OCALA, Fla., August 23, 2013 — It seems that every few weeks, there is new youth-related violence that jars the nation.
Too much to mention has come and gone in recent memory, though the point-blank slaying of 13-month-old Antonio Santiago stands out in the worst sort of way. One can hardly forget about the suburban St. Petersburg school bus beating last month.
Now, the horrible story of Chris Lane, an Australian athlete attending college in Oklahoma, is making international headlines. He was fatally shot, apparently at random, while out for a jog. His killers allegedly did this for no other reason than boredom; a heinous search for entertainment.
Today, Lane’s supposed murderers sit behind bars. Not a single one of them is over the age of eighteen.
Over forty years ago, Stanley Kubrick made a film that was so controversial he chose to pull it from release in the United Kingdom. This is not only where the story was set, but the movie itself made.
As most have probably deduced, this film is “A Clockwork Orange”.
The plot is simple enough: A young man and his friends commit brutal crimes in their decaying city and the surrounding countryside, often with the motive of stealing valuables, but sometimes just for the thrill of it. Eventually, this man, Alexander DeLarge, is betrayed in a gangland leadership coup and left for police after a botched robbery turns fatal.
Sentenced to fourteen years in prison, DeLarge, seemingly not rehabilitatable, volunteers for a mind control program designed to render physical offenders harmless. Despite generating much controversy, it works and DeLarge is released amidst media frenzy.
A devastating series of events ultimately lead DeLarge back where he began — with one caveat. He becomes not merely a clever sociopath, but a national celebrity.
To a certain extent, American life imitates this fiction.
Young, violent criminals who likely have a mental predisposition toward brutality are brought to justice and incarcerated; often for shorter periods than nonviolent offenders. They eventually get out of jail, not on the basis of psychological therapy, but the good-faith assumption that these individuals have learned their lesson.
They then overwhelmingly go back to a life of violent crime. As the crime in question grows more severe, their notoriety increases. Eventually, so-called “troubled youths” are famous to the point of public figure status. This, of course, is almost always accompanied by a return to prison, but the damage has long since been done.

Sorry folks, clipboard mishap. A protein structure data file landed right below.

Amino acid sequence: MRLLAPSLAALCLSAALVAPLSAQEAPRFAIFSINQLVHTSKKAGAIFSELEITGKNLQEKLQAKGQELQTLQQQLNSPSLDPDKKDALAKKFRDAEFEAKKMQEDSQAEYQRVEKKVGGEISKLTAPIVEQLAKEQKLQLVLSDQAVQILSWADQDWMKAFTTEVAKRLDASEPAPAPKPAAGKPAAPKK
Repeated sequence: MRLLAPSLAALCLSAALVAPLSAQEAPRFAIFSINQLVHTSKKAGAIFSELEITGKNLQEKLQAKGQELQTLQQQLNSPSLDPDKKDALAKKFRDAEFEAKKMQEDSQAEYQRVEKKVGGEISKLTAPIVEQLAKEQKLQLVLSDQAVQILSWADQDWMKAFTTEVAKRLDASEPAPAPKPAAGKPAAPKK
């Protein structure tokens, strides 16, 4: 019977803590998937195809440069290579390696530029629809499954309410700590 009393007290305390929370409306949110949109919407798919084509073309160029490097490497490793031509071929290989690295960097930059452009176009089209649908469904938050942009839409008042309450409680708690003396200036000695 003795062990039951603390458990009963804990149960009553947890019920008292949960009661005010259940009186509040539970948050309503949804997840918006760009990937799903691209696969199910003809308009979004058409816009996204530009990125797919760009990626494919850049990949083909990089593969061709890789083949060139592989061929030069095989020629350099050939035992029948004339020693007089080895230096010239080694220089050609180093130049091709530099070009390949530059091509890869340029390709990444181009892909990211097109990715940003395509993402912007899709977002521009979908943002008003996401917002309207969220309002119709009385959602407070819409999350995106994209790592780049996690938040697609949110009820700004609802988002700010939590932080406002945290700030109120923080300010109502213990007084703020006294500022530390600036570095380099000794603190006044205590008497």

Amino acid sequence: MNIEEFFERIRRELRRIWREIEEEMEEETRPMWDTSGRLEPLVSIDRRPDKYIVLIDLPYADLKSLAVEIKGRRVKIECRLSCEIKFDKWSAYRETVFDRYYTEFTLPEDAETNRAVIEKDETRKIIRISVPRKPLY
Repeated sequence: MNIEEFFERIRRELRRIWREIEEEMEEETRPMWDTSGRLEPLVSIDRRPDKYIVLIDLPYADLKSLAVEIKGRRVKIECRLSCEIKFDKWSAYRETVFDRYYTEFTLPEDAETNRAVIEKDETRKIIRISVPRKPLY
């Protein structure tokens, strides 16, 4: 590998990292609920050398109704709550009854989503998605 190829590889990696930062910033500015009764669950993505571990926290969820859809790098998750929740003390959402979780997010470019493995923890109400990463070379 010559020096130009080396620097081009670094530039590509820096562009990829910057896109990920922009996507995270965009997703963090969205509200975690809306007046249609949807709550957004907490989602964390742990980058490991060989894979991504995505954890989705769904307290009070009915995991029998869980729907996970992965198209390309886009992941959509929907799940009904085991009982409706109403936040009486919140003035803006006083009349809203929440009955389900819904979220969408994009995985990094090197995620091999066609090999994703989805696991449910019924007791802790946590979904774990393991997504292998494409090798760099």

Sometimes the “troubled youths” — now indisputably adults — get out again and many times more. All the while, each is able to read his or her name in the morning newspaper and hear it mentioned by a television broadcaster at night.
Maybe the “troubled youths” will be contacted for an exclusive interview. If the details are lurid enough, a book deal with a film option might be on the horizon. What about a reality show or a web series? The possibilities are endless.
We can be certain of one thing: Our country’s culture promotes, if not glorifies, violence. Should said violence be committed by young people, then the doing becomes far more attention-worthy.
Needless to say, this encourages aspiring thugs to commit the most sordid acts of savagery imaginable.
People very much want a coherent explanation for Lane’s death. How on Earth could such a promising fellow have his future taken away by the dreck of society? It simply isn’t fair. There has to be some other reason than randomness — something else was in play, right?
The sad truth is that this needn’t be the case. The most detailed explanation for Lane being killed may be an all-American “Clockwork Orange” and nothing more.
It is true that two of Lane’s alleged murderers made angry Internet postings about the Trayvon Martin shooting’s aftermath. Does this mean that they committed a hate crime rather than a commonplace homicide? Absolutely not. Even if prosecutors somehow prove that race was a motivating factor, who can say that the “Clockwork Orange” lifestyle wasn’t?
The facts, as always, will speak for themselves.
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